Let’s unpack this a little bit. The phrase ‘know the white, but guard the black’ (which incidentally is from the Taoist scripture, the Tao-te Ching, Chapter 28) shows how although we understand the white, the brilliant, ‘the fine gold’, we seek its source in the black, the dark of the waters. Indeed the ‘spiritual light comes of itself’ – this refers to Taoist non-action, or wuwei. Spirituality is no big deal, we might say. So Arthur finds his ultimate strength – that which will enable him to rule supreme and conquer every foe – given to him by a mystic lady, during a walk in the woods. Guided, some say, by the magician-shaman Merlin. Under the dark and misty trees he comes across a vision of ultimate strength, born from the dark waters.

There is much more on this in the Chinese alchemical tradition. The sword is, of course, a sword of truth. It is no coincidence that our law-courts use the symbol of blindfolded justice holding a sword. In the Awakening to Reality poem (the Wuzhen Bian) the renown Zhang Boduan has the verse:

The Smelter Ou told to his friends
A Spell for casting a Sword
Named ‘Do No Evil’, in which
Gold and Water were evenly Matched!
Once finished, it knew
The will of the one who wore it –
Ten-thousand miles, it eradicated
GOBLINS IN A FLASH!

Here we have a clear indication of the wondrous use of a single sword, which combats all evil. When gold and water are evenly matched the sword comes into being. Now follow this closely. This is because in the ‘cycling five’ (aka: The Five Element cycle) metal, or gold gives birth to water. (Just as incidentally ‘wood gives birth to fire’.) But in the alchemy we reverse natural process. This is extremely important. And so gold is born from water – ‘the mother hiding her little child’. This is explained in Chapter 10 of The Secret of Everlasting Life, entitled ‘Understanding the Double-Entranced Cave of Knowledge,’ which is basically all about how to find the pathway to inner knowledge. There is a wonderful line in this poem:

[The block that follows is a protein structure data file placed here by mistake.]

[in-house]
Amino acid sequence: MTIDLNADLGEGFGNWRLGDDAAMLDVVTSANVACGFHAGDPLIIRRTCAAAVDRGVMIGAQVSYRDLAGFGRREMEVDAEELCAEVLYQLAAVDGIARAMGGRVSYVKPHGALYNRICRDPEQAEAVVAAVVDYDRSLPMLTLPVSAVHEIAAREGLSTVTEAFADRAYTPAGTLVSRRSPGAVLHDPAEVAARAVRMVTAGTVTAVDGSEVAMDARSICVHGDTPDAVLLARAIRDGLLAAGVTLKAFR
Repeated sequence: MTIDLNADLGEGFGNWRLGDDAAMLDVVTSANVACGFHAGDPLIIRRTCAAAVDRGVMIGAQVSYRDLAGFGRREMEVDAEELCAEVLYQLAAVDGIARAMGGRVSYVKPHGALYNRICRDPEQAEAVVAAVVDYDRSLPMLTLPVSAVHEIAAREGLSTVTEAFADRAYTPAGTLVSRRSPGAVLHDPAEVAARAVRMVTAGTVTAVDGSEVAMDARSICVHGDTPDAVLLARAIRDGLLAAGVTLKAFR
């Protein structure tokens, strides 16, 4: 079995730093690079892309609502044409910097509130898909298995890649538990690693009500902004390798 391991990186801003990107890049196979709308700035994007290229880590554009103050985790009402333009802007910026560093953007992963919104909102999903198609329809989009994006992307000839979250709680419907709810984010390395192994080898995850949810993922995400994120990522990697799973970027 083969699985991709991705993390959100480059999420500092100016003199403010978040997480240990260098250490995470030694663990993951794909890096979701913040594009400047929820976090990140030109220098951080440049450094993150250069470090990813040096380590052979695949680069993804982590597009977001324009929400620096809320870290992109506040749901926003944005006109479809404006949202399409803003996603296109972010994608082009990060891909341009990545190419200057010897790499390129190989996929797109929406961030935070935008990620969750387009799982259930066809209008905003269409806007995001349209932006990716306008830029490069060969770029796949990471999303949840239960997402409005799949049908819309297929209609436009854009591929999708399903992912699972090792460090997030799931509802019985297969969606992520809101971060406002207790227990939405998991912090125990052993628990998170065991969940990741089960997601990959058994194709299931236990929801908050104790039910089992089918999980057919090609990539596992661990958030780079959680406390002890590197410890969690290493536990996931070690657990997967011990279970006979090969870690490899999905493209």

the uttermost real in man is fascinating,
as if there, as if not…
it feels like toppling into the great deeps,
now in the shallows, now in the depths…

This is, of course, the basic tenet of Chaos Theory, which says that it is on the boundaries of Chaos that the most interesting things (like the creation of life) happen. There is a most wonderful book to read on this by John Gribbin (Deep Simplicity).

In summary, the gold taken out of the water, the sword of truth brought up and given to King Arthur by the Lady of the Lake describes the internal alchemical process achievable by each one of us, each of us who commits to the spiritual path.

Zhang Boduan’s next stanza in Awakening to Reality states:

Tap with Bamboo, summon the Tortoise,
To swallow the Magic Jade Mushrooms;
Strum the Lute, summon the Phoenix
To eat off the Knife-point.
Soon through the whole body
A Light appears:
Not with everyone
CAN YOU DISCUSS THESE CUSTOMS!

Now the Chinese yoga and meditation of the internal alchemists get to work (‘tap with bamboo, summon the tortoise’ refers to The Book of Change or I Ching divination). As we proceed with our shamanistic ceremony (‘strum the lute, summon the phoenix’) – we uncover an Elixir which can be taken and eaten within, ‘off the point of a knife’. We only need the merest scrap of it! Then ‘soon through the whole body a Light appears’. This is the ultimate spiritual transformation.

The Chinese alchemists certainly knew a thing or two! Isn’t it interesting how a few threads of this wisdom found their way into northern European and Arthurian legend?

Copyright © Singing Dragon 2011.